An Ethnocentric View of Chinese Music

William H. Brewer, a Professor of Agriculture at Yale University, wrote about his impressions of early California from 1860 to 1864 in a journal which was published by Yale University in 1930. These observations provide a rare and detailed view of how life in California appeared to an educated traveller.

   In the preface by Russell H. Chittenden, Professor Brewer is praised in these glowing terms:

A close observer, a careful and sagacious thinker, slow to arrive at a conclusion until all the facts were available, he embodied all those attributes that contribute to success in the conduct of any investigation that calls for wise judgment and logical reasoning. As these letters show, even in his younger days, at the time when he became the “principal assistant” in this survey of California, he it was who had the knowledge and the power to take charge of and carry through a scientific enterprise, under conditions often far from favorable, and without doubt such success as the survey attained was due in no small measure to his resourceful leadership in the field.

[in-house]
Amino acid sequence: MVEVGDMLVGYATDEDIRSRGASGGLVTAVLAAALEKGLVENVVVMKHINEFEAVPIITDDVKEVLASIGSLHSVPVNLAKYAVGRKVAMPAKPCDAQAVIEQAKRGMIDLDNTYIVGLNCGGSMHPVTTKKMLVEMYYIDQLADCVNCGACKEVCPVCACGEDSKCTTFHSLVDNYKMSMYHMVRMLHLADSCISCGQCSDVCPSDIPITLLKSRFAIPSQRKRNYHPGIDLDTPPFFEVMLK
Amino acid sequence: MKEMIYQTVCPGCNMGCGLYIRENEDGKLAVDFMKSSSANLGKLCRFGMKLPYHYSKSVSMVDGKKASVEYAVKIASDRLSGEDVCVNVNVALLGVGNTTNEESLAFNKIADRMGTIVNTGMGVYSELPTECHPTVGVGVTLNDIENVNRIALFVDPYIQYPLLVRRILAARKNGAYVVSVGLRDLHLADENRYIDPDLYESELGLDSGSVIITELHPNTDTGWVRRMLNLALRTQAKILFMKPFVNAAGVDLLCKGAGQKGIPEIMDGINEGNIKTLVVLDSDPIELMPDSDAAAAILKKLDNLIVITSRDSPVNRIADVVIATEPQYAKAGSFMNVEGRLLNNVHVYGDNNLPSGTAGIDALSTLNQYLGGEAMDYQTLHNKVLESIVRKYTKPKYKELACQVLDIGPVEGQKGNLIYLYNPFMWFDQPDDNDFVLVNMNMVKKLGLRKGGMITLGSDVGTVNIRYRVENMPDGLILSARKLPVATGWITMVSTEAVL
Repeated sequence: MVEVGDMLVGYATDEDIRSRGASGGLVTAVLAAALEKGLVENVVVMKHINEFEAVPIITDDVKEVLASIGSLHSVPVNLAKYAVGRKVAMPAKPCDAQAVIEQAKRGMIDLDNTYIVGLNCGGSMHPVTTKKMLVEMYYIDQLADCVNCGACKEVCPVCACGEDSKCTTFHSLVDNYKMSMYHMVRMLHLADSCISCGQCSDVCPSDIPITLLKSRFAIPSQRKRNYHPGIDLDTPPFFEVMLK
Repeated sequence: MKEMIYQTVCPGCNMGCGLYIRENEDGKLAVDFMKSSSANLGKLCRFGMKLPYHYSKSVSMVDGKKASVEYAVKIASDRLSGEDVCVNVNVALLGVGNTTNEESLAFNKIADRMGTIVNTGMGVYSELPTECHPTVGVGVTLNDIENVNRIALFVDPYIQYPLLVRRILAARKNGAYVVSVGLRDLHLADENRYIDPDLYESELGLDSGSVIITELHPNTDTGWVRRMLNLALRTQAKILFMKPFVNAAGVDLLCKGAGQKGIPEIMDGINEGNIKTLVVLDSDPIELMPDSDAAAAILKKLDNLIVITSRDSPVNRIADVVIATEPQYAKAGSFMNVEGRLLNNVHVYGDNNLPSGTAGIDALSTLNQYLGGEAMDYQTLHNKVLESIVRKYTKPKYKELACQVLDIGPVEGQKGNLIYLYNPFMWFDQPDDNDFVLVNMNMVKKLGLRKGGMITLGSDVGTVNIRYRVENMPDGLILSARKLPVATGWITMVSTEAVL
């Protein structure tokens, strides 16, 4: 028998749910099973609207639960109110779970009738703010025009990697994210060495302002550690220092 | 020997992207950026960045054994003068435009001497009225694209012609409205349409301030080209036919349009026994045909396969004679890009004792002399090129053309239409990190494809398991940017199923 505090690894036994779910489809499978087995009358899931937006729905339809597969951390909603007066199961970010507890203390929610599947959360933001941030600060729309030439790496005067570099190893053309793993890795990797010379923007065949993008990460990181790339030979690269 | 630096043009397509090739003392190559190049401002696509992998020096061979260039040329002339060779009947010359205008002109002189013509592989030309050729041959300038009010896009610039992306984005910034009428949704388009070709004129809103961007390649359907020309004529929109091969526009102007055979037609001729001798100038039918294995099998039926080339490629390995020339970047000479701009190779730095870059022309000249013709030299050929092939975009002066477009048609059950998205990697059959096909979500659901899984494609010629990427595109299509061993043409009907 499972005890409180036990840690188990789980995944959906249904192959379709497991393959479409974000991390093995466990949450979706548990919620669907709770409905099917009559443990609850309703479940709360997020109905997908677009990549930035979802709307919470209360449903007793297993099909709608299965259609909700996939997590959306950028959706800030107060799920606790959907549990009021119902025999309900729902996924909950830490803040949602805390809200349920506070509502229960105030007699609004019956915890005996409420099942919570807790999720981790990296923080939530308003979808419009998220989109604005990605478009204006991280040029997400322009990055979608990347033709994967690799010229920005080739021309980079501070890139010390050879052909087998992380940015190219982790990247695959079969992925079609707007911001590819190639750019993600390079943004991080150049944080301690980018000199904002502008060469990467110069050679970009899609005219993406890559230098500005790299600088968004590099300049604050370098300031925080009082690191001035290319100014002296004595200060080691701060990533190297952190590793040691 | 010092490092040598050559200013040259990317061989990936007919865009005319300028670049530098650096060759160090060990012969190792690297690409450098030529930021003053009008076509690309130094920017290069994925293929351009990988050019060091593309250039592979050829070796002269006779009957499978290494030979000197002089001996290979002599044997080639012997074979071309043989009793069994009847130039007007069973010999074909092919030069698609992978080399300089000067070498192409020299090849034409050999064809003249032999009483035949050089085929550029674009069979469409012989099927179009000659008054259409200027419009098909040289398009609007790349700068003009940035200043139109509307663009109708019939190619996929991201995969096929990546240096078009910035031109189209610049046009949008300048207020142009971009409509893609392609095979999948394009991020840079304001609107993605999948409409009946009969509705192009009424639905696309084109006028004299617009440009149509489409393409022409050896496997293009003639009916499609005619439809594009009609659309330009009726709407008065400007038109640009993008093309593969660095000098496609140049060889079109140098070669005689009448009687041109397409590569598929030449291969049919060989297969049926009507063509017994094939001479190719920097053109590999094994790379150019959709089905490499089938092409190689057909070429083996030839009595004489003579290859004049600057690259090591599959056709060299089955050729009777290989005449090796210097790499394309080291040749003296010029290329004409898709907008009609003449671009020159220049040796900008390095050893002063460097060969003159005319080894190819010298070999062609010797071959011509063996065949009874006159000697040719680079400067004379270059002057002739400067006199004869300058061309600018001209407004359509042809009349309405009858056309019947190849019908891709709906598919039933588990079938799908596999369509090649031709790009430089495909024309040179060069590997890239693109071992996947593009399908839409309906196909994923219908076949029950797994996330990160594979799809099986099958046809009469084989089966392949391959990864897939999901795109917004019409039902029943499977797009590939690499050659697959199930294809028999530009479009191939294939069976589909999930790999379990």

During his visit to San Francisco, Brewer was curious to learn about the Chinese, and even attended a Chinese theatrical performance.  In the excerpt below where he describes his reaction to Chinese 'music,' he seems to have lost his objectivity in his appraisal.  He did not find much to his liking, and did not hesitate to mock that which he did not understand.

And these were the views of a man considered to have "wise judgment and logical reasoning." One shudders to think of what the common man in the street thought about the musicality of the Chinese.

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